The often outspoken chief economist of CIBC, Benjamin Tal, is out with a new housing report today. The premise of which suggests the Canadian housing market correction has come to an end, ultimately joining a chorus of media headlines suggesting the same. While the data has certainly improved and higher prices are possible in the near term, I still believe caution is warranted.
The true test comes in the next recession, which is obviously overdue. However, central banks have the printing press working overtime and so far it appears to have eased financial conditions. I remain skeptical they have found the cure to eradicating the business cycle.
Anyways, back to Tal’s report. Tal notes, “After visiting negative territory in the second quarter of the year, the average house price in Canada is now rising by just under 2% y/y.” Adding, “the share of residential structures investment in GDP is still notably below its pre-correction level. At the same time, the share of employment remained elevated during the correction—probably reflecting reluctance by home builders to let go of construction workers who are in short supply.”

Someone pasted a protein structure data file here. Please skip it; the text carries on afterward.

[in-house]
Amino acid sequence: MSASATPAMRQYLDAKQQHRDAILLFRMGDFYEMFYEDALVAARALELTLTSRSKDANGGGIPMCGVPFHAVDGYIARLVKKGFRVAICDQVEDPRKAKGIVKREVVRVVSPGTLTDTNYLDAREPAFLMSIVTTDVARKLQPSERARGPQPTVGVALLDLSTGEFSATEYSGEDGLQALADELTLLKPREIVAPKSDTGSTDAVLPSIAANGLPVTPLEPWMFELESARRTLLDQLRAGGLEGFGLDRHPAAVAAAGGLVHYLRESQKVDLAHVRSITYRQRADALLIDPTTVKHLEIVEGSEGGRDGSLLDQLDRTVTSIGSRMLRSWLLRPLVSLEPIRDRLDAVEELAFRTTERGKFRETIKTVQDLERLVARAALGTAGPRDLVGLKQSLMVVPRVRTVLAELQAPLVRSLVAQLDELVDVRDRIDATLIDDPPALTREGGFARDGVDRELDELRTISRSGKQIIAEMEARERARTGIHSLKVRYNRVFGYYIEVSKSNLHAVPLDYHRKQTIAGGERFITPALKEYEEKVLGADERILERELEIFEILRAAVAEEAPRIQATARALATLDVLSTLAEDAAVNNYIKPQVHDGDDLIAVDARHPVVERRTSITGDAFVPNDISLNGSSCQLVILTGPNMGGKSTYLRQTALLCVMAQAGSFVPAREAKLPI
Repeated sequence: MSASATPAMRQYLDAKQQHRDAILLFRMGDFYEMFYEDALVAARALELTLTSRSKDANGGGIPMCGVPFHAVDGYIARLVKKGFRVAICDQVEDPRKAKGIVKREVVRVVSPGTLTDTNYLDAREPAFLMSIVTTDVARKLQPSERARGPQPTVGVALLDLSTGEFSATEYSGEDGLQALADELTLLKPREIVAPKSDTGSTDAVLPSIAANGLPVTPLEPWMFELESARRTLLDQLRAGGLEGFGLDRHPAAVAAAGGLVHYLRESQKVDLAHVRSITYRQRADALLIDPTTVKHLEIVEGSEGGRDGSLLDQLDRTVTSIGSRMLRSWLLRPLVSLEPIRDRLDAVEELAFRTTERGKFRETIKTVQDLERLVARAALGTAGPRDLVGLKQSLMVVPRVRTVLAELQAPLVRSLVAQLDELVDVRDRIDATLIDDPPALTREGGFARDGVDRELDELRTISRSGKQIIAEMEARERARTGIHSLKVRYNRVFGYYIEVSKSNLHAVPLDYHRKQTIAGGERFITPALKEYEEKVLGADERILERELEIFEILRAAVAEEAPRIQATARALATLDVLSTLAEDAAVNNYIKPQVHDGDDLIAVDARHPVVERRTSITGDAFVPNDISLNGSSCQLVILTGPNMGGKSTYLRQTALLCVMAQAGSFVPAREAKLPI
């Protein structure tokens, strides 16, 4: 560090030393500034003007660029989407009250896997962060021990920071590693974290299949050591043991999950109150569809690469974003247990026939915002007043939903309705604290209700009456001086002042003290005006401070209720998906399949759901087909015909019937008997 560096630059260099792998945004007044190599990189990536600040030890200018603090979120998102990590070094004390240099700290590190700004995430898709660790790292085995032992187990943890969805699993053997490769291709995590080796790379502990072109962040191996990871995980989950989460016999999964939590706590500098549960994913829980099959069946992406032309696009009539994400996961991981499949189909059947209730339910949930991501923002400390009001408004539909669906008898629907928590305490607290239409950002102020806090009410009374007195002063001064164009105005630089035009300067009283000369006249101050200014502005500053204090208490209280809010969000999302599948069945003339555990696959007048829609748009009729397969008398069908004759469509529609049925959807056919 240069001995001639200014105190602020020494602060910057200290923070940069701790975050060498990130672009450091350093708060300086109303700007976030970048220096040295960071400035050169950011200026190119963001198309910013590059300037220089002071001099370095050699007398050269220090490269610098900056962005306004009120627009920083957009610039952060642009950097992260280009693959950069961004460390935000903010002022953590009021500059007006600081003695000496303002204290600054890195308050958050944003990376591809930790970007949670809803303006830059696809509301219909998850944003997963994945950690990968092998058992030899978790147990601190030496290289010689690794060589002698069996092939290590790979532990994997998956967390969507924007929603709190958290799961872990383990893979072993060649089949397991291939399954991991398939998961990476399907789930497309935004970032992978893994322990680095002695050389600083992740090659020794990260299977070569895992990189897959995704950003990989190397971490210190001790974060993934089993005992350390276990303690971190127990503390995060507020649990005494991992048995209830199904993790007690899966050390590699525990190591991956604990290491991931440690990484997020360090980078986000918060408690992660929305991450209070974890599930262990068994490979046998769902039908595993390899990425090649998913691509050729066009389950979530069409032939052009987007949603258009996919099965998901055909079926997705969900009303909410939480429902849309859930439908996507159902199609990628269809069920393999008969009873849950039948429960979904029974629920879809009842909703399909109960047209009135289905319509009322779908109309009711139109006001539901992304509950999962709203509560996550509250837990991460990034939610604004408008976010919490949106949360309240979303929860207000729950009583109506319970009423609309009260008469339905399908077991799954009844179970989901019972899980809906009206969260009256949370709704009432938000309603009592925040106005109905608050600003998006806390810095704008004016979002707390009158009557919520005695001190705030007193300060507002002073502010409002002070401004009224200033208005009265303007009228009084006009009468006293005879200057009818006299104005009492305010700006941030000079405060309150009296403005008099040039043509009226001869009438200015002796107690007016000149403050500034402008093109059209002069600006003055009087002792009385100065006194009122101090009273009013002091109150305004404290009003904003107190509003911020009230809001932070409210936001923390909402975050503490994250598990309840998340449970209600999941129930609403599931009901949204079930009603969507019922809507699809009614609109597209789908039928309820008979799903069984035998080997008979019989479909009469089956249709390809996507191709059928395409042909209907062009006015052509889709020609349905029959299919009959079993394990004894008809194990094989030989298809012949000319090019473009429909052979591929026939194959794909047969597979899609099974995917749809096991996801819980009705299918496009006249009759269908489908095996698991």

Employment is a lagging indicator and i’d suspect the number of workers employed in the Real Estate sector should tick marginally lower following the recent soft patch. We are nearing 10% of the labour force, which is cause for concern in its own right.
Further, as I have highlighted several times before, the correction has hit the luxury market the hardest. Here is price changes for Greater Vancouver detached homes across various price bands.
And here’s condo prices, which have fallen across all price segments from last year.
Tal suggests, “The logical implications of the above findings are that we might see increased demand, in both cities, for single-detached properties around, and above, the midpoint of the price spectrum, and a possible migration of condo owners, at the higher end of the price range, to semis, townhouses, and potentially single-detached units.”
At the end of the day we still haven’t solved affordability issues. Locals are reaching towards product they can qualify for.